Sixty-nine percent of students expressed support for U-Pass, with 17 percent undecided and 13 percent opposed, in a recently closed transportation survey held by Student Government (SG). Despite the strong support, it is unlikely that UChicago will implement U-Pass for the 2014–2015 school year since the deadline for adding a referendum to the SG elections has passed.
U-Pass provides unlimited transportation on CTA buses and trains for $7.50 per week. If passed, the University of Chicago would enter into a contract with the CTA by division, requiring students in each division that opts in to purchase U-Passes. The School of Social Service Administration signed a U-Pass contract in March following a referendum, making U-Pass available to that division this quarter. U-Pass systems are already in place at most universities in Chicago, including Columbia College, DePaul University, Loyola University and the University of Illinois at Chicago.
Student Government’s Community & Government Liaison Tyler Kissinger was unsure about where funding would come from. He said the University may pay for U-Pass, but that it was possible that students would have to pay the entirety of the cost.
Kissinger is running for Student Government president, and he said that if elected, he would continue conversations with Transportation, Financial Aid, and Campus and Student Life to hold a referendum in the fall for the student body to vote on U-Pass.
“The U-Pass is an issue that cycles in and out,” said Kissinger. “For me, [these results are] encouraging. Past referendums on this issue have only shown a 50 to 60 percent vote in favor.”
According to Kissinger, the last time U-Pass was seriously considered was in 2009. He believes that the lack of data regarding student interest and the program’s benefits is what kept it from passing in the past, and the need for that data was the impetus for the current survey.
500 students responded to the survey, 175 of whom were from the College. The only graduate school divisions to have enough participation to be considered a significant sample size, according to a blog post written by Kissinger on the SG website, were the Biological Sciences Division, the Law School, and the Booth School of Business.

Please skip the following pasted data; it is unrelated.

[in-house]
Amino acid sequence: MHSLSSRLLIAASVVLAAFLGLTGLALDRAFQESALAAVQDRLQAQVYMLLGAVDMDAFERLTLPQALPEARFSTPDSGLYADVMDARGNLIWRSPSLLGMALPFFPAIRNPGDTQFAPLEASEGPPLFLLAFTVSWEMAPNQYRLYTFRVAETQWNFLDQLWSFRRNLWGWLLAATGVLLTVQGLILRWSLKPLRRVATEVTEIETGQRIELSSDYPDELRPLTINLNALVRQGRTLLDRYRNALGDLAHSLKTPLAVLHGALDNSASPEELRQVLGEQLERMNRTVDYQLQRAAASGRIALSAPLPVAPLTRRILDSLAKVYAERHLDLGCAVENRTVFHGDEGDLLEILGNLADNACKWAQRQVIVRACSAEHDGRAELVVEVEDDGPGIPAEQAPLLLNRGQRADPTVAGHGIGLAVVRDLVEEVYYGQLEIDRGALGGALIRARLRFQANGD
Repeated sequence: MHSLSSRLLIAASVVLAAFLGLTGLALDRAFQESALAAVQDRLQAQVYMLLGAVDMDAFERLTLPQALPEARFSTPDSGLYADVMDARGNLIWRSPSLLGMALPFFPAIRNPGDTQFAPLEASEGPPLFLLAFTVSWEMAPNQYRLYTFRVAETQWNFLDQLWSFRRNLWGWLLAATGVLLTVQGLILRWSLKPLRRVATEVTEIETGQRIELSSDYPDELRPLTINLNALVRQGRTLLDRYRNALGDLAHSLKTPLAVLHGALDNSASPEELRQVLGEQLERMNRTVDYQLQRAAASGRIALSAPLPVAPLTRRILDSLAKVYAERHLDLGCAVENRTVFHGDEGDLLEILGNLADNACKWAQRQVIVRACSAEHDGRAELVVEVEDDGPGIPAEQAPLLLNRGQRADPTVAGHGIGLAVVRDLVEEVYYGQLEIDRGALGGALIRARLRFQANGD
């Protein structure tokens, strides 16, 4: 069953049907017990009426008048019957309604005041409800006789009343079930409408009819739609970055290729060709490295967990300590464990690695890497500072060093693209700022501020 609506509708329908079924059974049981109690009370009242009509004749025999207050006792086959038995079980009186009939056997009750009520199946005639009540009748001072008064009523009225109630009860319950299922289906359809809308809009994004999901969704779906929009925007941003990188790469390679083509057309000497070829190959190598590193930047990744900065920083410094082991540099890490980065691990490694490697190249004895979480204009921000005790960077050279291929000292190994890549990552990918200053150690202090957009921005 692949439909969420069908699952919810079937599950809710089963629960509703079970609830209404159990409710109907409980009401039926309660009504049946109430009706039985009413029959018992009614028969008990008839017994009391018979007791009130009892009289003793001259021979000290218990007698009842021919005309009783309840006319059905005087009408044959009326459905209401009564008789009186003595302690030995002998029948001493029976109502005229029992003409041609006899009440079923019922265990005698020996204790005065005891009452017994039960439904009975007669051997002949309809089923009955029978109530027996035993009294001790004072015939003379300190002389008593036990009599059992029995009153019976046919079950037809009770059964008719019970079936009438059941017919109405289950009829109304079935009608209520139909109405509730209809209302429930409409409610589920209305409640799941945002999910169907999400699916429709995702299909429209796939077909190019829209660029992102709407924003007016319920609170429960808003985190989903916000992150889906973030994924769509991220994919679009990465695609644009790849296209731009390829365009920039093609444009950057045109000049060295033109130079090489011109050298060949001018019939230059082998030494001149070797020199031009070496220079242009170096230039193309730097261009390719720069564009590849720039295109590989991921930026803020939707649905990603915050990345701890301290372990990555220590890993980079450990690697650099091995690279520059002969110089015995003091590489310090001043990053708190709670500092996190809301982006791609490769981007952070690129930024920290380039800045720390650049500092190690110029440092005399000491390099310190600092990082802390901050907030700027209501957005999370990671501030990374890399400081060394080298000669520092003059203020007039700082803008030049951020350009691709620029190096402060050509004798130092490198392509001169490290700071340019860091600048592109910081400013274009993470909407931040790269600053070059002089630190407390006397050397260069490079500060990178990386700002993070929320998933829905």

Kissinger pointed out other limitations to the survey.
“Out of the gate, I think it is important to note that there is very probably a selection bias in the people who took the survey. People who are interested in transportation are probably predisposed to supporting the U-Pass,” he said.
According to Kissinger, graduate students were most polarized on the issue. He said that some commented in the survey that the U-Pass would save them $1,000 a year because they live outside of Hyde Park, while others, many of whom already own a car, were opposed.
Students reported currently riding the CTA an average of three times a week ($6.75/week) and a median of twice a week ($4.50/week). Kissinger acknowledged confusion over whether the rides students reported were on the free 170s or on other CTA buses and trains. Students would have to use the U-Pass approximately four times a week to surpass the weekly cost of $7.50. According to the survey, with the U-Pass system in place, students claim that they would ride the CTA at an average of five times a week ($11.25/week) and a median of four times a week ($9.00/week).
Second-year Sachin Modak reports that he currently travels downtown about six times per month, but favors the U-Pass.
“The U-Pass would entice me to go downtown a bit more,” Modak said.